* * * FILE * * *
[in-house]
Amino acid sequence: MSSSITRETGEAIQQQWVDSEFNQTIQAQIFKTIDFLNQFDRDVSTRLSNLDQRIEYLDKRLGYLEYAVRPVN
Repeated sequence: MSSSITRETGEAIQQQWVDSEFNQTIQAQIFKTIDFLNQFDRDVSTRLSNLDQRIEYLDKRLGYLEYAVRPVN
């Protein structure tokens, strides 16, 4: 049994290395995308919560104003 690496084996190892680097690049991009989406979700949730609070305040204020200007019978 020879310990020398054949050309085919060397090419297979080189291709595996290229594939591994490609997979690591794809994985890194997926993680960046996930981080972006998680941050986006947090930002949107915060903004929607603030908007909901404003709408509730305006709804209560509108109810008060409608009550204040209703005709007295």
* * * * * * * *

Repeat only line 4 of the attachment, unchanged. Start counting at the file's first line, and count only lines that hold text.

């Protein structure tokens, strides 16, 4: 049994290395995308919560104003 690496084996190892680097690049991009989406979700949730609070305040204020200007019978 020879310990020398054949050309085919060397090419297979080189291709595996290229594939591994490609997979690591794809994985890194997926993680960046996930981080972006998680941050986006947090930002949107915060903004929607603030908007909901404003709408509730305006709804209560509108109810008060409608009550204040209703005709007295």